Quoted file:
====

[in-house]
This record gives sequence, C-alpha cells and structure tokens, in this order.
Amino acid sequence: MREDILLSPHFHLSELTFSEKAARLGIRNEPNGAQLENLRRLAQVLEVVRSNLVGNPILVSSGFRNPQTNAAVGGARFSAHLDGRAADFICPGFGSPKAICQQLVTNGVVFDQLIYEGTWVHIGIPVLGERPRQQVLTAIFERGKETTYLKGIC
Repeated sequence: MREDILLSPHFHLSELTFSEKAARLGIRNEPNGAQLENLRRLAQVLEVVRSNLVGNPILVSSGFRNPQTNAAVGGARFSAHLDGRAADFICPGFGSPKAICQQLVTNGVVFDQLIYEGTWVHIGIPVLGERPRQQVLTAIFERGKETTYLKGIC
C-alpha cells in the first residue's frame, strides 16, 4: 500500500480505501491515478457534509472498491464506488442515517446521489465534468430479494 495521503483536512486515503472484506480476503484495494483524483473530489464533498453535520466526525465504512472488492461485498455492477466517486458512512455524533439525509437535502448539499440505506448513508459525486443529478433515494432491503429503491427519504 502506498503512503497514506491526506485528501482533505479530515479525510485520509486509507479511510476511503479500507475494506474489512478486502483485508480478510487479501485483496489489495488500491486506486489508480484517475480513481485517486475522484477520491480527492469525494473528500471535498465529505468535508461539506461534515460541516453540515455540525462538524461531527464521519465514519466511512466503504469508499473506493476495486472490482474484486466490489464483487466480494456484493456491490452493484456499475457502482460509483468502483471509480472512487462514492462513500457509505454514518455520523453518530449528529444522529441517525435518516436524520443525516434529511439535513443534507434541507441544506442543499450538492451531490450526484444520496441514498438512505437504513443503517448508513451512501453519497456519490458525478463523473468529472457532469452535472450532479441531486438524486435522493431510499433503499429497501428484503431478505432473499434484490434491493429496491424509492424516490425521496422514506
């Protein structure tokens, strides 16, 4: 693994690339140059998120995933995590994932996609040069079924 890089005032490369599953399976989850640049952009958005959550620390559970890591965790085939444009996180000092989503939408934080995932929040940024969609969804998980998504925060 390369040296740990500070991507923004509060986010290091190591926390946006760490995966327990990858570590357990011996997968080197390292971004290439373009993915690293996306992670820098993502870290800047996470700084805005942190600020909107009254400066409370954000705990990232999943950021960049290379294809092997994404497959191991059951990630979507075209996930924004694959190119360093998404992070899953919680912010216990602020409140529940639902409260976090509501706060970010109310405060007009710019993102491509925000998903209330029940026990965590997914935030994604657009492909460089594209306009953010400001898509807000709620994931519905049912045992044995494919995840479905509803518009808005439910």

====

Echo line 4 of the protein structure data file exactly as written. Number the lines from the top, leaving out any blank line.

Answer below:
Repeated sequence: MREDILLSPHFHLSELTFSEKAARLGIRNEPNGAQLENLRRLAQVLEVVRSNLVGNPILVSSGFRNPQTNAAVGGARFSAHLDGRAADFICPGFGSPKAICQQLVTNGVVFDQLIYEGTWVHIGIPVLGERPRQQVLTAIFERGKETTYLKGIC